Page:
Aldec Unveils Modular, Flexible TySOM-M PolarFire SoC Development Board and Add-Ons

Designed to be expanded using FMC add-on boards, the TySOM-M is a highly-flexible development board for a range of workloads.

Electronic design automation firm Aldec has launched a development board built around the newly-qualified Microchip PolarFire SoC, aiming to offer a compact but full-feature alternative to Microchip's own Icicle Kit with modular expandability: the TySOM-M.

"Our TySOM-M debut board inherits all the features and benefits of the PolarFire SoC FPGA. These, combined with the board’s own features and benefits, provide engineers with a highly versatile platform for developing applications that will cost less than if they were to target Arm cores," claims Aldec's Zibi Zalewski of the launch. "Also, the board’s ability to connect to two FMC daughter cards means it can be used in virtually any industry sector without having to develop custom hardware. This really is a powerful plug-and-play solution."

Built around Microchip's PolarFire SoC MPFS250T-FCG1152 part, the TySOM-M includes four SiFive U54 RISC-V application cores, an E51 monitor core, and an FPGA with 254k logic cells and a total of 17.6Mb of RAM — alongside 16Gb of DDR4 for the FPGA and another 16Gb of ECC DDR4 for the system.

The board's main claim to fame: expandability, using high-density FPGA Mezzanine Card (FMC) connectors to interface with optional add-on boards — including FMC-ADAS, for those developing Advanced Driver Assistant System (ADAS) projects with interfaces for cameras, radar, LIDAR, and ultrasonic sensors, the FMC-INDUSTRIAL for industrial Internet of Things (IIoT) projects, and the FMC-IOT board for more general IoT applications with Wi-Fi, Bluetooth, sub-GHz, and Zigbee radios plus wired Ethernet.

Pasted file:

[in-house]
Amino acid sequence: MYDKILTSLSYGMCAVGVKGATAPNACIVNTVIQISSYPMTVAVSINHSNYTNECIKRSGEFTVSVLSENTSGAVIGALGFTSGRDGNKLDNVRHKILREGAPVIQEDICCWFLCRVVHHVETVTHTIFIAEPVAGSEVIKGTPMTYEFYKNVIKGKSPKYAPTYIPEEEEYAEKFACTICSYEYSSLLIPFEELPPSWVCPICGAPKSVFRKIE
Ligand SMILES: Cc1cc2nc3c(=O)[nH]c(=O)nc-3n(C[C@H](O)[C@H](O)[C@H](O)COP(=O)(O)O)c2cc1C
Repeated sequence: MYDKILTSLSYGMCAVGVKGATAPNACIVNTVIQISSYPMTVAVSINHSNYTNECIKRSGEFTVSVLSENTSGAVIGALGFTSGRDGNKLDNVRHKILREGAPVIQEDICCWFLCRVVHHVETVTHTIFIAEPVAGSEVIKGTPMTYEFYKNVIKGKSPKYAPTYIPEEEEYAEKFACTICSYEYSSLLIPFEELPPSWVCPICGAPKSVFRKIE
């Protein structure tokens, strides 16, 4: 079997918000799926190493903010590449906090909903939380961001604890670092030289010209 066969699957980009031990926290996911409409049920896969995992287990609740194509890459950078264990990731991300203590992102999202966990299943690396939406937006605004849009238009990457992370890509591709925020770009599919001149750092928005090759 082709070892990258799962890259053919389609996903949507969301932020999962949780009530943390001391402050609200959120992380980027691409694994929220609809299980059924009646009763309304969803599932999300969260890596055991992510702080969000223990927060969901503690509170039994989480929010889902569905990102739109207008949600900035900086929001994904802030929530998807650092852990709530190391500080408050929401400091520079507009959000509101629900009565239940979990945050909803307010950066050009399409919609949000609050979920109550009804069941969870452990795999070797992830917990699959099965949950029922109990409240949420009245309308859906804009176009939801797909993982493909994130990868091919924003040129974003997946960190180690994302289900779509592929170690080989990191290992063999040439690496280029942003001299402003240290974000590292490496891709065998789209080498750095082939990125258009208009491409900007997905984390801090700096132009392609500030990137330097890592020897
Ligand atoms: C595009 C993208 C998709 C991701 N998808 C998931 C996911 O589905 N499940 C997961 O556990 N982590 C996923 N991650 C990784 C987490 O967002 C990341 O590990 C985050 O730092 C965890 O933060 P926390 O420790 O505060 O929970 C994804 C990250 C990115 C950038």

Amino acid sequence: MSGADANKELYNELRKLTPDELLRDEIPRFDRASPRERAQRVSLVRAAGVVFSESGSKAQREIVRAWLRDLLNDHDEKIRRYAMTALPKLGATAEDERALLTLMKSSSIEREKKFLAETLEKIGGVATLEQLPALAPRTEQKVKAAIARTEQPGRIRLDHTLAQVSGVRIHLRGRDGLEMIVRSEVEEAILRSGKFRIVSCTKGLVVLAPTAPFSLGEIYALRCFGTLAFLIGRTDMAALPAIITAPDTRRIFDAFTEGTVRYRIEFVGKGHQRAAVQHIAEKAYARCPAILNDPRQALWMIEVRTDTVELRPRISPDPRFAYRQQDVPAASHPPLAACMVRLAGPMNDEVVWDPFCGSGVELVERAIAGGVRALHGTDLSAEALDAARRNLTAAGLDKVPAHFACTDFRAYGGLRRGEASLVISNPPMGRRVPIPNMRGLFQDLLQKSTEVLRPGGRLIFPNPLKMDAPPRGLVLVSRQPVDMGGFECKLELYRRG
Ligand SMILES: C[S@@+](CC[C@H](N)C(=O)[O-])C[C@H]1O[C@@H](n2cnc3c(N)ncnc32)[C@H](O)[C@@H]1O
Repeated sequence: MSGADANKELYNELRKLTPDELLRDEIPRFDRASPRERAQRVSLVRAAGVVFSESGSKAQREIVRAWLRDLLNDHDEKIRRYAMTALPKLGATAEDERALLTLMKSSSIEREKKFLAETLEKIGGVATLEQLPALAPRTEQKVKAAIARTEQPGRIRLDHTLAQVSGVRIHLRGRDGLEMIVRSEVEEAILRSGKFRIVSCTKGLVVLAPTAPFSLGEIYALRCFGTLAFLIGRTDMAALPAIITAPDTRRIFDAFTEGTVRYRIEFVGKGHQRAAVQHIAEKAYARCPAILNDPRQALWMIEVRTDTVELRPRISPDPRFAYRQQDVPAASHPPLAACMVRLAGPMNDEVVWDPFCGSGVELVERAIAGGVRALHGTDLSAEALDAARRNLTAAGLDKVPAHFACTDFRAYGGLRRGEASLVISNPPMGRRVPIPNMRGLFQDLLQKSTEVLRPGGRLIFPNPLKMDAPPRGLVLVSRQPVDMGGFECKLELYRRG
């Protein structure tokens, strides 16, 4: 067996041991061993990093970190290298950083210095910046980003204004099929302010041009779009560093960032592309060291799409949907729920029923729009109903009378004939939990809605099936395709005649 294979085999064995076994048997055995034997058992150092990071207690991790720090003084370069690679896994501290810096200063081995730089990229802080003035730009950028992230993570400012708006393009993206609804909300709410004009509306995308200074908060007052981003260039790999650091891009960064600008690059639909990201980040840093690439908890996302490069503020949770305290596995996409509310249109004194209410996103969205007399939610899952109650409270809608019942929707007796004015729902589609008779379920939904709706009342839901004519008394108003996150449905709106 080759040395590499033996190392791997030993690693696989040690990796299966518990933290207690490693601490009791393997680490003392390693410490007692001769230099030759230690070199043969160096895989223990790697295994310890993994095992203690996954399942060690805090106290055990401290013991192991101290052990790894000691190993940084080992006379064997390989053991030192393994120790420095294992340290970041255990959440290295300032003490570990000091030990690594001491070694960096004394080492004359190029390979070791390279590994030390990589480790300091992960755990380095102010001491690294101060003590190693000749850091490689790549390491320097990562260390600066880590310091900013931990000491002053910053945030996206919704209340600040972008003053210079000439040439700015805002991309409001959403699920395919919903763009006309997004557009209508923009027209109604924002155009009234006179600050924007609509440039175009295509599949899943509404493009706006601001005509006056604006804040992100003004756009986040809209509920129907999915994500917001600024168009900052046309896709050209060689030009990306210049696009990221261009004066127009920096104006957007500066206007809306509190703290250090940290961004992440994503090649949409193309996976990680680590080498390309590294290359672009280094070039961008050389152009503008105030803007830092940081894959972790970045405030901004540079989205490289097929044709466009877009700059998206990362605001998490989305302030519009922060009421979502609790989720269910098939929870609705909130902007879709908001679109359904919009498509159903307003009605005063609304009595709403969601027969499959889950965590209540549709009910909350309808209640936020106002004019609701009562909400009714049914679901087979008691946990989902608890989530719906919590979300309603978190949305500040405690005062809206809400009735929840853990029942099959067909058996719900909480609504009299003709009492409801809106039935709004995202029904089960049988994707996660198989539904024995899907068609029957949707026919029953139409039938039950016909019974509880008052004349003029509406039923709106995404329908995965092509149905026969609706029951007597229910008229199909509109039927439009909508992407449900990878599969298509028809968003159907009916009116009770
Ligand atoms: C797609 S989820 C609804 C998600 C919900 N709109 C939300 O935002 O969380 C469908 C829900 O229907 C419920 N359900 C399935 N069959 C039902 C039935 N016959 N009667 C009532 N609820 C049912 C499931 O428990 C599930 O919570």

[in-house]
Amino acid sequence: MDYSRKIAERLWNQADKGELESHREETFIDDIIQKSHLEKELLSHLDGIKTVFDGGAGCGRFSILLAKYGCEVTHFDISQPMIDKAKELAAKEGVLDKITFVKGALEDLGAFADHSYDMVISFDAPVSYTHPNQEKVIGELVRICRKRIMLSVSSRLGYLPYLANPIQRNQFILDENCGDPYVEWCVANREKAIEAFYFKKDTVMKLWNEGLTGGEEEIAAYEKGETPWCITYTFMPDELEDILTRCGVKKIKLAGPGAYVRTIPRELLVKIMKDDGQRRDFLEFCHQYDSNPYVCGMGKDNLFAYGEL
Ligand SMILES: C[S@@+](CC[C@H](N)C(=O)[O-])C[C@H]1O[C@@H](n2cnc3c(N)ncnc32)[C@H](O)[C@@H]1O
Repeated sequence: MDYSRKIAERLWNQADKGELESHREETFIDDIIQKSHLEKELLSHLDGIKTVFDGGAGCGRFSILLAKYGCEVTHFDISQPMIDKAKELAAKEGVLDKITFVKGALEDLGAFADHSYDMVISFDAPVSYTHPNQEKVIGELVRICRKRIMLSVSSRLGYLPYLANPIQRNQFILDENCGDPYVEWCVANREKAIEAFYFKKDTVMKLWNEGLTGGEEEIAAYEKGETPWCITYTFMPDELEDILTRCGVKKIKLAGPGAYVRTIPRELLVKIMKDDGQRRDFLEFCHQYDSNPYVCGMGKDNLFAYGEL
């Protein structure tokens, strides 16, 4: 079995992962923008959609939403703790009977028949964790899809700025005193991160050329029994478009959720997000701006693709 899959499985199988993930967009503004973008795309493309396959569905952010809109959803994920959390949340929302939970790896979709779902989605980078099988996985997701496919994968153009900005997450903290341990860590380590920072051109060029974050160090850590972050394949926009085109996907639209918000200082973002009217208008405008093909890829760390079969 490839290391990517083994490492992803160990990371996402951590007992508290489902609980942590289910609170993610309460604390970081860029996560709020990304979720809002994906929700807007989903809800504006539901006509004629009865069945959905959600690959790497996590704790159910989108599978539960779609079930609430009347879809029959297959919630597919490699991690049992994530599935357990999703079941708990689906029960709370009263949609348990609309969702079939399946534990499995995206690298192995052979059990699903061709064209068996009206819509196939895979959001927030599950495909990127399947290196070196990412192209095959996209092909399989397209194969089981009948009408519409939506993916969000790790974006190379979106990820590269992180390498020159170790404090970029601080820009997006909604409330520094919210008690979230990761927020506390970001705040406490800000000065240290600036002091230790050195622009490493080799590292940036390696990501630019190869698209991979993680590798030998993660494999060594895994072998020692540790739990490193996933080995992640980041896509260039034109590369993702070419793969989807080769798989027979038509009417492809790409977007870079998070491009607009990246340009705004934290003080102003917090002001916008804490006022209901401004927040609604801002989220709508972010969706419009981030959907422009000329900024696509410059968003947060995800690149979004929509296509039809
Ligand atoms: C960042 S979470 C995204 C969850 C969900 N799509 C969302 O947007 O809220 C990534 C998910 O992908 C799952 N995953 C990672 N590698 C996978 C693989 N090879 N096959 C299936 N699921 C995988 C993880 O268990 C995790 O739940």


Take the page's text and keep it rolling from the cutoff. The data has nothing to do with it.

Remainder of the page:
The base board, meanwhile, includes two Ethernet ports, a USB 2.0 port, HDMI video output, a full-size PCI Express x4 Gen. 2 slot, CAN bus, PMOD connectivity, four user-programmable LEDs, four user-accessible DIP switches, an in-built current and voltage monitor, and on-board temperature and accelerometer sensors.

On the software front, Aldec is providing a board support package (BSP), which includes a meta layer for the Yocto Project to build a compatible Linux distribution, reference designs, a reference bare-metal application, and configurations for both the Microprocessor Subsystem (MSS) and Hart Software Services (HSS) aspects of the PolarFire SoC.

Microchip's own PolarFire SoC Icicle Kit launched two years ago, though the chip at its heart only became production qualified earlier this year. Designed to appeal to those working with FPGA and RISC-V technologies, the development board offered a wide range of capabilities including support for Linux and real-time operating systems — even simultaneously — and is the focus of our FPGAdventures series.

The TySOM-M is now available with more information on the product page, though Aldec has not publicly confirmed pricing; it has, however, revealed plans to release additional PolarFire SoC designs — as well as TySOM-M variants with higher-specification PolarFire SoC chips when available.

Gareth Halfacree
Freelance journalist, technical author, hacker, tinkerer, erstwhile sysadmin. For hire:
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